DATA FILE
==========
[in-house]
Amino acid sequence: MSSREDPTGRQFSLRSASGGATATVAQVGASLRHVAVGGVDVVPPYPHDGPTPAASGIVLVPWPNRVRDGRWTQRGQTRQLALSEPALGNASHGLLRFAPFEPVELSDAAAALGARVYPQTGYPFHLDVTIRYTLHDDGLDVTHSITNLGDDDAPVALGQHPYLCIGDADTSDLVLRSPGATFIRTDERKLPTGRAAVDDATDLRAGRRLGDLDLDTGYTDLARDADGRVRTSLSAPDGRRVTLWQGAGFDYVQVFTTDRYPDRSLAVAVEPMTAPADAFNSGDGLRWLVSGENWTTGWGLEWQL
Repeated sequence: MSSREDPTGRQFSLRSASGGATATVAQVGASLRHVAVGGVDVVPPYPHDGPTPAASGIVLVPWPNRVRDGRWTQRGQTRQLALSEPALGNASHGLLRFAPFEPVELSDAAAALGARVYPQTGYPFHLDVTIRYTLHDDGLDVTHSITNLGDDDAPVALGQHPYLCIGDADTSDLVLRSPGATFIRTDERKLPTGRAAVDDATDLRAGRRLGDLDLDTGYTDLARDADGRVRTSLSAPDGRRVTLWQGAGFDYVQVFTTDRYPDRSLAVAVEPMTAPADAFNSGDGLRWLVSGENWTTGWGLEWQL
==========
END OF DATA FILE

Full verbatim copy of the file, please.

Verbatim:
[in-house]
Amino acid sequence: MSSREDPTGRQFSLRSASGGATATVAQVGASLRHVAVGGVDVVPPYPHDGPTPAASGIVLVPWPNRVRDGRWTQRGQTRQLALSEPALGNASHGLLRFAPFEPVELSDAAAALGARVYPQTGYPFHLDVTIRYTLHDDGLDVTHSITNLGDDDAPVALGQHPYLCIGDADTSDLVLRSPGATFIRTDERKLPTGRAAVDDATDLRAGRRLGDLDLDTGYTDLARDADGRVRTSLSAPDGRRVTLWQGAGFDYVQVFTTDRYPDRSLAVAVEPMTAPADAFNSGDGLRWLVSGENWTTGWGLEWQL
Repeated sequence: MSSREDPTGRQFSLRSASGGATATVAQVGASLRHVAVGGVDVVPPYPHDGPTPAASGIVLVPWPNRVRDGRWTQRGQTRQLALSEPALGNASHGLLRFAPFEPVELSDAAAALGARVYPQTGYPFHLDVTIRYTLHDDGLDVTHSITNLGDDDAPVALGQHPYLCIGDADTSDLVLRSPGATFIRTDERKLPTGRAAVDDATDLRAGRRLGDLDLDTGYTDLARDADGRVRTSLSAPDGRRVTLWQGAGFDYVQVFTTDRYPDRSLAVAVEPMTAPADAFNSGDGLRWLVSGENWTTGWGLEWQL